All Posts Tagged Tag: ‘NOAA’

Gulf of Mexico ‘Dead Zone’ the Size of Connecticut

Oceanic researchers revealed that a man-made “dead zone” in the Gulf of Mexico has bloomed to roughly the size of the state of Connecticut. According to the National Oceanic and Atmospheric Administration (NOAA), dead zones are hypoxic areas in large bodies of water, caused by “excessive nutrient pollution from human activities coupled with other factors that deplete the oxygen required …

Read More

El Niño 2014 Might Become a Repeat of 1997

NASA satellite imaging of the Pacific Ocean has revealed data that resembles the conditions which fostered the record-breaking El Niño year of 1997. El Niño, which is Spanish for “the boy,” with the capitalized version meaning “Christ Child,” is a system of abnormally high seawater temperatures that develops off the Pacific coast of South America, leading to extreme weather across …

Read More

Goblin Shark Netted Off Florida Keys

According to the National Oceanic and Atmospheric Administration (NOAA) Fisheries Service, a commercial shrimping trawler netted an extremely rare goblin shark off of the Florida Keys on Wednesday, the second specimen ever to be recorded in the Gulf of Mexico. The fish was roughly 18 feet long, and leisurely swam away after being released. The first goblin shark sighting in …

Read More

1888 Shipwreck Found in San Francisco Bay

The National Oceanic and Atmospheric Administration (NOAA) released images Wednesday of the wreckage of a ship that sank in San Francisco Bay in 1888, which killed 16 people. The iron and wood steamship called City of Chester went down on August 22, after being hit by a larger ship named the Oceanic, in conditions of dense fog and low visibility. …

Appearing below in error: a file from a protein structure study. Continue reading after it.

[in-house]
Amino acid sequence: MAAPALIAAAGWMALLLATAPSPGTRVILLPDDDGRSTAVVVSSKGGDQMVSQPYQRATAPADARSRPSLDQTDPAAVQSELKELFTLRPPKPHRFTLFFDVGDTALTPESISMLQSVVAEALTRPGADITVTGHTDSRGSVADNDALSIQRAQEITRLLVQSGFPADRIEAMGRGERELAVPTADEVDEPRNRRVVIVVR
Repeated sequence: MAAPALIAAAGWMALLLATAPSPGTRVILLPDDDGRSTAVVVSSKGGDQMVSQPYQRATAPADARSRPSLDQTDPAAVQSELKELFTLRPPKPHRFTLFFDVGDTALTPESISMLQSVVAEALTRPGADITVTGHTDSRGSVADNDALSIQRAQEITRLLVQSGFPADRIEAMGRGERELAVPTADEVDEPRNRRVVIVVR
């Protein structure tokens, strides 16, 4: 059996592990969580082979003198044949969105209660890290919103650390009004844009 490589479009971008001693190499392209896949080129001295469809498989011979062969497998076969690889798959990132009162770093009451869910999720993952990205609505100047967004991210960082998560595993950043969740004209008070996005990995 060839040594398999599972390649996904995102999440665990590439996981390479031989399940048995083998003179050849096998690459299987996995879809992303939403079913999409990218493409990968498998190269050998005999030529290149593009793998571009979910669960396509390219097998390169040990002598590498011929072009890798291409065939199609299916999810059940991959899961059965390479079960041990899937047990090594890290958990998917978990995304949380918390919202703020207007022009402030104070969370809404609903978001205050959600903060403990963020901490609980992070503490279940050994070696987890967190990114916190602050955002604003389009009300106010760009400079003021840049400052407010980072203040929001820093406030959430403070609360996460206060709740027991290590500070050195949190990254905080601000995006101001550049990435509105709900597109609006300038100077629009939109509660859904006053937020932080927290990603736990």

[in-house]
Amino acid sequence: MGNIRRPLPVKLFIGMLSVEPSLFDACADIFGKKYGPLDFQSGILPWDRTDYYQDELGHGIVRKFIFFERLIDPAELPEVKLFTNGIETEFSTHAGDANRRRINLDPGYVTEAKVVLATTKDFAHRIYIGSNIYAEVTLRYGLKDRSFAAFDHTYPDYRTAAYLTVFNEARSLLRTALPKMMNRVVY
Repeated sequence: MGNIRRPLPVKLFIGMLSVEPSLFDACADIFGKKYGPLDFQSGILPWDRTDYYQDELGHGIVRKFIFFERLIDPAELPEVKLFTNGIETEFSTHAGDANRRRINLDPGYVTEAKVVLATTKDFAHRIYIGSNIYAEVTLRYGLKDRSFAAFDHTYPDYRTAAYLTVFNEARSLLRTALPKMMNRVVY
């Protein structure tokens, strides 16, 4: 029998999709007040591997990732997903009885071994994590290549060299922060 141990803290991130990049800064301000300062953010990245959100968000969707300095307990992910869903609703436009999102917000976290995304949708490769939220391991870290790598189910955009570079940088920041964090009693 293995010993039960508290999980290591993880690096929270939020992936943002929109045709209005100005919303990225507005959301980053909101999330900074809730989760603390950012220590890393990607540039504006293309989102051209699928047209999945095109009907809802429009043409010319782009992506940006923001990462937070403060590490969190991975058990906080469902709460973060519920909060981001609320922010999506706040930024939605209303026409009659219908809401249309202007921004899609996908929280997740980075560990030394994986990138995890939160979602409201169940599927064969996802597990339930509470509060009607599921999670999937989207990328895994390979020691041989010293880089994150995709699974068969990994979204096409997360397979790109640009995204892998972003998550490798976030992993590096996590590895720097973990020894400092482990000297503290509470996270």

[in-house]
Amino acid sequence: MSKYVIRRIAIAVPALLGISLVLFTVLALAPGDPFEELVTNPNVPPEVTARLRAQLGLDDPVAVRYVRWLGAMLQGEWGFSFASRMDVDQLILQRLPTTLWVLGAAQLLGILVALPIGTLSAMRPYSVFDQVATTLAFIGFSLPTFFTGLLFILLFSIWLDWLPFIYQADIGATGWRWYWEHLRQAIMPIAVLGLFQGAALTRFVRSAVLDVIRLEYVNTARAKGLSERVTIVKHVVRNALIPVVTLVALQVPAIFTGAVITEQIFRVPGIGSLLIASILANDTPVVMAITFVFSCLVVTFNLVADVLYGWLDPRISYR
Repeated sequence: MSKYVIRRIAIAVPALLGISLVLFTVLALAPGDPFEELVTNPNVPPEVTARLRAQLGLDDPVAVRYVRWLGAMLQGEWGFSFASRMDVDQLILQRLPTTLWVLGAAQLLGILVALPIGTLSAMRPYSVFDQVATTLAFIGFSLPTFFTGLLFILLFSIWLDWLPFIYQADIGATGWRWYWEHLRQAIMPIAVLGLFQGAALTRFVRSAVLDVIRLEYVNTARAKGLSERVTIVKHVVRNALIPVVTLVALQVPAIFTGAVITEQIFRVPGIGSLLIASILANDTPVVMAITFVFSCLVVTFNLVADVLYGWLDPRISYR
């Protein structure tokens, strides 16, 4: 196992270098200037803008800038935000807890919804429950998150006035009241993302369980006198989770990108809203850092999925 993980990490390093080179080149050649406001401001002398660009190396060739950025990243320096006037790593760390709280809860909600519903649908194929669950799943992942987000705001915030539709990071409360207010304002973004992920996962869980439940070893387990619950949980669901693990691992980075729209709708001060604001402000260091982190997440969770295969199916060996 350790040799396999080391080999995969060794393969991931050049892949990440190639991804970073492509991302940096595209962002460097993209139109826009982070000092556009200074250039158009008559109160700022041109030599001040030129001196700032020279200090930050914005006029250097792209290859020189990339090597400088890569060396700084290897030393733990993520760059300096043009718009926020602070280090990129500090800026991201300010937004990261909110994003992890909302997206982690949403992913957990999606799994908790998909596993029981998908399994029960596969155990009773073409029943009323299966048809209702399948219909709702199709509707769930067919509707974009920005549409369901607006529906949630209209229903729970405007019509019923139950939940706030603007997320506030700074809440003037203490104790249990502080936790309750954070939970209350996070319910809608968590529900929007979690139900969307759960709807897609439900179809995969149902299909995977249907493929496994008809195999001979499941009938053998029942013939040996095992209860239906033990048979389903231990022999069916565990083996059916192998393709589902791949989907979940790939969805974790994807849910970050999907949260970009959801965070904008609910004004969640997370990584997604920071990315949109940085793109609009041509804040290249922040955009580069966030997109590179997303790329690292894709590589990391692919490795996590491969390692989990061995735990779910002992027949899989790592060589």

Read More

Tsunami May Have Hit Jersey This Month

According to the National Ocean and Atmospheric Administration’s (NOAA) West Coast and Alaska Tsunami Warning Center, a weather event witnessed in New Jersey earlier this month may very well have been a tsunami. This would be a rare event for the east coast of the United States. Tsunami-like waves were observed along the US east coast during the afternoon of …

Read More

Hawaii: 5.3 Earthquake Hits Just Off Big Island

A 5.3 magnitude earthquake hit near Hawaii’s Big Island this week. The rumble occurred at around 2 pm local time, and hit just 34 miles off the southeastern coast of Pahala, Hawaii. According to the U.S. Geological Survey, residents throughout the Big Island reported feeling light to moderate shaking during the quake, and even some residents on Maui reported feeling …

Read More

Hurricane Strength Forecasts Improved by NASA Study

A new NASA study shows that hurricane forecasters may soon be able to better predict hurricane and tropical storm strength by analyzing their relative-humidity levels. The study, published recently in the journal Geophysical Research Letters, looked at relative humidity data from the Atmospheric Infrared Sounder (AIRS) instrument on NASA’s Aqua spacecraft. Data from close to 200 North Atlantic hurricanes between …

Read More

Your Bitching Was Justified: July Was Officially the Hottest Month on Record

If your experience was similar to mine, your Facebook news feeds and Twitter streams during July were inundated with posts complaining about the friggin’ heat. It wasn’t just my friends, as I’m guilty as anyone else. I’m usually a pansy when it comes to heat, but this summer has taken things to a new, hellacious level. And now, there’s scientific …

Read More

Severe Weather Alerts To Be Sent Via Text Soon

A little over a week ago we brought you news that the iOS 6 beta included the option to turn certain kinds of government issued alerts on and off. There were two basic kinds of alerts that you could receive: AMBER Alerts, and more generalized emergency alerts (which presumably include things like severe weather). Of course, not all phones – …

Read More

NOAA To Start Using Google Apps For Government

In what is a pretty significant endorsement of Google’s wares, The National Oceanic and Atmospheric Administration has switched over to Google Apps for Government and thus become the largest government agency in the United States to adopt cloud-based email service. The announcement was made yesterday in the Official Google Enterprise Blog. As explained by Kennith Jackson, the Deployment manager for …

Read More